I heard, also, the fir bough repeat its teasing sound . . . “I must stop it, nevertheless!” I muttered, knocking my knuckles through the glass, and stretching an arm out to seize the importunate branch; instead of which, my fingers closed on the fingers of a little, ice-cold hand! The intense horror of nightmare came over me . . . a most melancholy voice sobbed, “Let me in—let me in!”
Emily awoke disoriented in the moonlit room. The shadows, all in the wrong places, seemed plucked from her unquiet dream. And that sound—that high, keening, human wail rising above the shriek of the storm—did it come from the dream world or the waking one?
She reached to her right to turn on the lamp, but her hand met empty space. Groping to the left she found a switch, and the room came into focus along with her mind. Aunt Beatrice’s room. Of course. She had moved down here yesterday in preparation for the remodeling on the third floor.
But the wail that had awakened her still sounded in her ears. Lizzie? Her infant lungs were powerful, but Emily had never heard her make a sound like that. Her young life could not have seen the depth of anguish contained in that wail.
Emily slid her feet into her slippers, wincing at the chill, and wrapped her ancient fraying bathrobe around her. Following the sound, she groped her way down the back stairs and into the kitchen. The wail did seem to be issuing from Katie and Lizzie’s room next door.
Emily tiptoed to the bedroom door and eased it open a crack. She could see Lizzie in the cradle, sprawled on her back with all her limbs flung out, her breath soughing softly through her open mouth. Emily inched the door farther till she could see the bed. Katie lay tangled in a shroud of sheets, eyes closed but head tossing on the pillow. And that heartrending keening was issuing from her throat.
Oh, Katie. Emily had guessed there must have been difficult times in Katie’s past—it wasn’t likely her parents would have been perfectly loving and supportive for nineteen years before suddenly throwing her out with her newborn child—but this sound spoke of an even deeper pain, one mixed with terror and hopelessness. Emily tiptoed up to the bed, touched Katie’s hand, and softly called her name.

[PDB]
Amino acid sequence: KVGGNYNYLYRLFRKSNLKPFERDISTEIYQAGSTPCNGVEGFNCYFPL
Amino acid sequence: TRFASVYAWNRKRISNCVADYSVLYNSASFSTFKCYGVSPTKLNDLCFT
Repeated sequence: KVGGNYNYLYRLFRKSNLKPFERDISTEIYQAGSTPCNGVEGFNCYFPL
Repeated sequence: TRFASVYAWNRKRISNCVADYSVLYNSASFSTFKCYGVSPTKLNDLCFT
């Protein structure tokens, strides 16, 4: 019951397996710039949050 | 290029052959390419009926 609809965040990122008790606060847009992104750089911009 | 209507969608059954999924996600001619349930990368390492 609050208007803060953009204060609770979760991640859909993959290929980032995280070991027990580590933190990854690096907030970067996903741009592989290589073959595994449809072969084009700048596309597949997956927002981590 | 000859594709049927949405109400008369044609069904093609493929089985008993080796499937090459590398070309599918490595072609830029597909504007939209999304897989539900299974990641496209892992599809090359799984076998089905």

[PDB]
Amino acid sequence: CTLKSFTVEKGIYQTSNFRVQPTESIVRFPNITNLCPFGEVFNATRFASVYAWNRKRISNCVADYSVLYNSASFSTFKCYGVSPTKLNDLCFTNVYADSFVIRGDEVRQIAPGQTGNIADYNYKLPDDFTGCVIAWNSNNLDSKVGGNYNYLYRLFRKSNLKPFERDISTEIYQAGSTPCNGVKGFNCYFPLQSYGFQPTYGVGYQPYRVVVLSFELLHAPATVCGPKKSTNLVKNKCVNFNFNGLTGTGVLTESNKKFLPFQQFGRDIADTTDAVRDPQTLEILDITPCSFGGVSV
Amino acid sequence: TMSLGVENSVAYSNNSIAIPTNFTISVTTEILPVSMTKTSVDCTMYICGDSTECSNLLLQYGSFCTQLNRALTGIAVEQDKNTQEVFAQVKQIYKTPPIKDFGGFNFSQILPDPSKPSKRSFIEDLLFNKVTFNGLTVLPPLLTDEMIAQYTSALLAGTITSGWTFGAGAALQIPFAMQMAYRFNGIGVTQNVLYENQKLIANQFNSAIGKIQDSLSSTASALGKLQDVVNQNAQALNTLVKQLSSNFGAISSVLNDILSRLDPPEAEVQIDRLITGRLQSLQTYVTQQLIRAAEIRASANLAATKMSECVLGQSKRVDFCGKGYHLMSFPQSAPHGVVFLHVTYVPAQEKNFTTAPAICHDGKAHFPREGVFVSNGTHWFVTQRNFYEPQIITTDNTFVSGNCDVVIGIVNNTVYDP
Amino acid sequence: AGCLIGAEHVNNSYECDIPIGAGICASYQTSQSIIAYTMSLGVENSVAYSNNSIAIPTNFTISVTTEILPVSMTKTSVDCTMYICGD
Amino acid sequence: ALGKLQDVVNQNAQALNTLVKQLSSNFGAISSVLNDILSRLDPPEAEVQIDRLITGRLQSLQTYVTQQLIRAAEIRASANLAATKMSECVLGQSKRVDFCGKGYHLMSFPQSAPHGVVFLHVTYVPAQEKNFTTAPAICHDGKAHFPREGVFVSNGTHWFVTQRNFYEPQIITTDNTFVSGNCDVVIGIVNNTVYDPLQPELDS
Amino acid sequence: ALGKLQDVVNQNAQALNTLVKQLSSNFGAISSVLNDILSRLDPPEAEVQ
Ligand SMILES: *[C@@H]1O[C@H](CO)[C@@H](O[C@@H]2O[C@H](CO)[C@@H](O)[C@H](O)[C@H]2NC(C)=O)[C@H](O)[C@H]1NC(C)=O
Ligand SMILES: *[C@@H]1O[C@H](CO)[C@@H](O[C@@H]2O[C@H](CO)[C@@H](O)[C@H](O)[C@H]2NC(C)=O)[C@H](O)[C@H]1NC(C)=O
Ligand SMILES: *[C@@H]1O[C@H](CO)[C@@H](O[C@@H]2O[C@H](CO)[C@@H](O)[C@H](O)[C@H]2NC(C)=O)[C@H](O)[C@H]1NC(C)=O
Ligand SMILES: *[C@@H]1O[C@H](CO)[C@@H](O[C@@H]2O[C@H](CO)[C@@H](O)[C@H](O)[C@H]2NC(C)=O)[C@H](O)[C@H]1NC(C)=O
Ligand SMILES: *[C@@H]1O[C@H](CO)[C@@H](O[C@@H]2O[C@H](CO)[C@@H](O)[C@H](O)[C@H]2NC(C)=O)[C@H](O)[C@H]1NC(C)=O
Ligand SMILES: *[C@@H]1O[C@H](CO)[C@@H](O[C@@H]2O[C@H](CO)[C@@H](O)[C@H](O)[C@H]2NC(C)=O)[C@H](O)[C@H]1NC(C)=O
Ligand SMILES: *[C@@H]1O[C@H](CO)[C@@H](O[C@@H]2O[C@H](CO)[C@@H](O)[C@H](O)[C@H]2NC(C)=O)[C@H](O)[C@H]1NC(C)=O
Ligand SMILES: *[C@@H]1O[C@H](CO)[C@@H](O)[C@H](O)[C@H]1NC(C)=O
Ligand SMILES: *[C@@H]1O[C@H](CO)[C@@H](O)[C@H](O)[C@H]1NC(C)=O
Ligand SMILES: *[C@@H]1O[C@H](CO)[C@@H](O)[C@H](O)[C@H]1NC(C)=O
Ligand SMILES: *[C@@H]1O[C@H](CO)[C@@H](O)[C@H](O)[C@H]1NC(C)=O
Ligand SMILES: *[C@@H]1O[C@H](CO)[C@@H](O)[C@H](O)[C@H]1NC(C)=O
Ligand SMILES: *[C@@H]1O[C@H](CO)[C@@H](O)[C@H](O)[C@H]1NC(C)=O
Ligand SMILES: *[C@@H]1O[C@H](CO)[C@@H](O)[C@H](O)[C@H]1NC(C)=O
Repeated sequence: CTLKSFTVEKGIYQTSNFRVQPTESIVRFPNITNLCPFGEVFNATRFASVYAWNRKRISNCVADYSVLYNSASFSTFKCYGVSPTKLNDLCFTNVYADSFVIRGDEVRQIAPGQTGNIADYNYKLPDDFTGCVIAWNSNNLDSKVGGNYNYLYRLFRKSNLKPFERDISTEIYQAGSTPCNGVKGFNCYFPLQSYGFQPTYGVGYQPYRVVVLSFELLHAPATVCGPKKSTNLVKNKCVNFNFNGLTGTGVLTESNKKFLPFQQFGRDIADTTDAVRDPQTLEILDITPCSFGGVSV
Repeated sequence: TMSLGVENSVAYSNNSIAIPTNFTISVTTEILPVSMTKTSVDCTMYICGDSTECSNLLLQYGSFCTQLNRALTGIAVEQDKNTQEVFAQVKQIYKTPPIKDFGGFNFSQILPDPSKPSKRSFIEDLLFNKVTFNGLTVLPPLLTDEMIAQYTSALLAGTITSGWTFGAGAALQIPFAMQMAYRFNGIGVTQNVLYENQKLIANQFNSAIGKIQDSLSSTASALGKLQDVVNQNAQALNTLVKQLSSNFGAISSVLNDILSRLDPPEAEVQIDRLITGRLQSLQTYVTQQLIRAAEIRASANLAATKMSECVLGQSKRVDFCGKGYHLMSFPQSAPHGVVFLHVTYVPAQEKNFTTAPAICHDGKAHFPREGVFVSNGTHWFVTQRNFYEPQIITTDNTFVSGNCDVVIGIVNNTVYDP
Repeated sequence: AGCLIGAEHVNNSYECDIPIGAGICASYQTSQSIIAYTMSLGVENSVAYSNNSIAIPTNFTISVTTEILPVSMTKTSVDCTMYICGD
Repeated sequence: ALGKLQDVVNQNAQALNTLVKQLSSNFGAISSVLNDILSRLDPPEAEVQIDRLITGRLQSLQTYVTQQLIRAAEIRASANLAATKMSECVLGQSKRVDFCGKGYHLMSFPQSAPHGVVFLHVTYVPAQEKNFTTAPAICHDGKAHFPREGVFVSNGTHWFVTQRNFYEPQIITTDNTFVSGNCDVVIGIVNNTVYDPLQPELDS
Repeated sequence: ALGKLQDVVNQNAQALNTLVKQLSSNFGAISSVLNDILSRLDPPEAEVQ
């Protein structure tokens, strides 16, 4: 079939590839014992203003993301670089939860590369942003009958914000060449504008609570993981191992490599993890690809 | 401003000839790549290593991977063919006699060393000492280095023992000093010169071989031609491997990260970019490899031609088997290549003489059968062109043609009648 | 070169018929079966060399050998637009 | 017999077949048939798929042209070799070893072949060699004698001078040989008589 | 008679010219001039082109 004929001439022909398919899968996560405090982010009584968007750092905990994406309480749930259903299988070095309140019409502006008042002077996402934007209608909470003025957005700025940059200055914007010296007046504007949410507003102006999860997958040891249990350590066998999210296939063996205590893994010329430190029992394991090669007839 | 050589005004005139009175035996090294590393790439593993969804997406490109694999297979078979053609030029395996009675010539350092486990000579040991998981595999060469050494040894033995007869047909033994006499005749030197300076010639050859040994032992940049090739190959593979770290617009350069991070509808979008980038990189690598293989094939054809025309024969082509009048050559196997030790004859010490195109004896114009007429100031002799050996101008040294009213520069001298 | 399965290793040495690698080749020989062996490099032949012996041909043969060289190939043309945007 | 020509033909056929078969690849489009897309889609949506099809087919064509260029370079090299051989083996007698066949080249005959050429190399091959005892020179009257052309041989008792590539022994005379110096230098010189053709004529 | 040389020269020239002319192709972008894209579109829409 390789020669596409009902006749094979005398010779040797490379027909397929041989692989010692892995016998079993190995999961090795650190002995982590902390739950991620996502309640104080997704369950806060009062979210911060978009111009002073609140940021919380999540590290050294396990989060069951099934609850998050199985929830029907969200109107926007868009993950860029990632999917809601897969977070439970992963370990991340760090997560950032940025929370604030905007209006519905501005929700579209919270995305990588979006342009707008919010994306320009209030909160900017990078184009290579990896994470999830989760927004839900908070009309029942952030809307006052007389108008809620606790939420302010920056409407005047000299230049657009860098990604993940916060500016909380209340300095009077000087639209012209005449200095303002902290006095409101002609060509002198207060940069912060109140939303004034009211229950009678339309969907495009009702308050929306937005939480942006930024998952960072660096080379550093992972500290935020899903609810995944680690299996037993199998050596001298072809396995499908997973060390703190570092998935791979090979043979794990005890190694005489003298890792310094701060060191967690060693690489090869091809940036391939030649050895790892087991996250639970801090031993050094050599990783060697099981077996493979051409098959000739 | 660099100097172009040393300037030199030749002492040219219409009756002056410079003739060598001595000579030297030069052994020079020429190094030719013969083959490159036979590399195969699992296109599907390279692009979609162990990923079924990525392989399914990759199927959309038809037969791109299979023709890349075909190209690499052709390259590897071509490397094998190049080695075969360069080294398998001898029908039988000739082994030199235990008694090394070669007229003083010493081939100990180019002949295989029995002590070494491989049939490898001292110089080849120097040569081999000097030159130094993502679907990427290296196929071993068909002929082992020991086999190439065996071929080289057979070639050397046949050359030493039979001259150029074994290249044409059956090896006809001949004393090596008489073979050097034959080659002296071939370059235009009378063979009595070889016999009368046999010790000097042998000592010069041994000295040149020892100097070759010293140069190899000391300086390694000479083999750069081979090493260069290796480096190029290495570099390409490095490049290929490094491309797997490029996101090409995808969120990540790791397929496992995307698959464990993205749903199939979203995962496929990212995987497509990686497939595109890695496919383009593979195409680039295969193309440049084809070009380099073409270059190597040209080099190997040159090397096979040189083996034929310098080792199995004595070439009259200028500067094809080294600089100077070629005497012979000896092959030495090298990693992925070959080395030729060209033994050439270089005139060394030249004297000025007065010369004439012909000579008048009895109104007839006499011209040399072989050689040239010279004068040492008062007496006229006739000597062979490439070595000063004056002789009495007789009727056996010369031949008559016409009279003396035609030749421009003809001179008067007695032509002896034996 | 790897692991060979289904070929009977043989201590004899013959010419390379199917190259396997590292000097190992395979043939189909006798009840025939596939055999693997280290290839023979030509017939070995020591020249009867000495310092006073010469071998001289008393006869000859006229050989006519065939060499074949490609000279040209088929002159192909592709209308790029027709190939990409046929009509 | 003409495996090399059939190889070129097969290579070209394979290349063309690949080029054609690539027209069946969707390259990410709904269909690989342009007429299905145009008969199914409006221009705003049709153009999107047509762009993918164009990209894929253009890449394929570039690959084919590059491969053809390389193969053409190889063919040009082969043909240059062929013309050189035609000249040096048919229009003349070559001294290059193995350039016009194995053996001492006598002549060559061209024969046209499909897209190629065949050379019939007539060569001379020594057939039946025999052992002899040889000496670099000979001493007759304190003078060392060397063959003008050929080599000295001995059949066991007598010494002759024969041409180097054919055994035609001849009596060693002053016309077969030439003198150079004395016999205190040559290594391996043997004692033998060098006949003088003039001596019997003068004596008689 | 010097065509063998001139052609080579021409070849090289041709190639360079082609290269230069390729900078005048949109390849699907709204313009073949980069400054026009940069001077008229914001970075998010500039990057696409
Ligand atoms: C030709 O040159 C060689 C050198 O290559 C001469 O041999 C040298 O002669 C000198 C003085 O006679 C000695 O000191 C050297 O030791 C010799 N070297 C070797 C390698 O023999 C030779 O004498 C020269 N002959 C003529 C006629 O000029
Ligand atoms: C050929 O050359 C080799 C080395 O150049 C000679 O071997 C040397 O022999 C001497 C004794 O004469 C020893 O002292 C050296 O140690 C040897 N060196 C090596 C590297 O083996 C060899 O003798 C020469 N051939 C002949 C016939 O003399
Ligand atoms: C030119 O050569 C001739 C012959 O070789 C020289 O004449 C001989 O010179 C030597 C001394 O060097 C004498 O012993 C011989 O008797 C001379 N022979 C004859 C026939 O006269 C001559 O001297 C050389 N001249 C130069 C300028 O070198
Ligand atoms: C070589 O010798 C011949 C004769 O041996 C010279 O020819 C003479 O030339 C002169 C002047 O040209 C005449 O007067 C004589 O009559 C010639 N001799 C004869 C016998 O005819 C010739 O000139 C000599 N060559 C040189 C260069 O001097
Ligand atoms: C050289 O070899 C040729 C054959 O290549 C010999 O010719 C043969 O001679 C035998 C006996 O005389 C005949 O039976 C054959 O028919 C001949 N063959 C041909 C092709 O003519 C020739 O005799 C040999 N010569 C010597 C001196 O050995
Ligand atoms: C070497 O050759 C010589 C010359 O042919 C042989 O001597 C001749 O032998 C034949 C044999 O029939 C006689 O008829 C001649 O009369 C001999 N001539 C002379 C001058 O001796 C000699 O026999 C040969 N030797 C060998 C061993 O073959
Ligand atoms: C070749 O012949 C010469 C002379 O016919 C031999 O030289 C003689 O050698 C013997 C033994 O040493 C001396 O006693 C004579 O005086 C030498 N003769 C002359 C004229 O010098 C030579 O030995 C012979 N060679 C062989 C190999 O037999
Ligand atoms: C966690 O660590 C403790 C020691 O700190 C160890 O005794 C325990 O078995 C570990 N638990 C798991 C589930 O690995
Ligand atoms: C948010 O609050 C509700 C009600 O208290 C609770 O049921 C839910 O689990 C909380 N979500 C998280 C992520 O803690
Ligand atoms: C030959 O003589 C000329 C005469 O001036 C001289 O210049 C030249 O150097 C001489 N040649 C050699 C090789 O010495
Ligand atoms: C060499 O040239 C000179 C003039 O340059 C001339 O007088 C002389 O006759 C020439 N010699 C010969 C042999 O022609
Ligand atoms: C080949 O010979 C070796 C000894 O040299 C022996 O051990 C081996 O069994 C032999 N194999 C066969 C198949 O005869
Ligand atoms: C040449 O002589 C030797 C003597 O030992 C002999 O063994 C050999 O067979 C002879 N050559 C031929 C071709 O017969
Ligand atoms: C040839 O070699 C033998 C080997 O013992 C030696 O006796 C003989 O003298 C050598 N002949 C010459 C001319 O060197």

The tossing stopped, and the wail subsided to a whimper. Emily smoothed the sweat-soaked bangs from Katie’s forehead and kissed it. “Katie. Wake up. It’s only a dream.”
This time Katie’s eyes fluttered, then opened. She blinked several times before focusing on Emily’s face. Then she sat bolt upright. “Mrs. C! What’s wrong? Is it Lizzie? Is the house on fire?”
“No, no, nothing like that. I heard you—I think you were having a nightmare.”
Katie passed a hand across her face and shivered. Emily grabbed Katie’s robe from the bedside chair and wrapped it around her shoulders. “Yes . . . a nightmare . . .” She pulled the robe around herself and shrank into it.
“You need some cocoa. I’ll be right back.”
Emily ducked into the kitchen and put the kettle on. Had Katie had such nightmares before? Emily doubted she would have heard her from her third-floor tower bedroom. The girl seemed content and carefree during the day, often singing as she went about her household chores—which made this descent into terror even more troubling. Emily had never yet had cause to regret her impulsive decision to hire Katie as housekeeper when she’d turned up, friendless and homeless with a seven-week-old baby, on the doorstep of Windy Corner last summer. Since then she’d come to see Katie almost as a daughter and Lizzie as a beloved grandchild. But was it possible Katie had buried issues that Emily, for all her love for both mother and baby, would not be able to help her with?
The kettle’s whistle made Emily jump as it echoed Katie’s nightmare wail. She mixed up two mugs of cocoa, took them both back to the bedroom, and handed one to Katie, who still sat upright, clutching her robe about her and shivering. She wrapped her hands around the mug and sipped gratefully.
“That nightmare must have been a doozy,” Emily said. “You seemed really upset.”
“Yeah. A doozy.”
“Want to tell me about it?”
Katie looked up at her, her eyes full of the same keening her waking had silenced. Her lips parted, as if the words were hovering there, waiting for a chance to escape. But the lip-gates shut firmly down, and she shook her head. “Thanks, but it’s already fading. I don’t want to call it back.”
Emily swallowed her own hurt, wishing she were Katie’s real mother rather than her pretend-adoptive one so she would have the right to coax her into confidence. She would have to give the girl time and hope eventually she would trust Emily enough to share whatever was eating her up from the inside.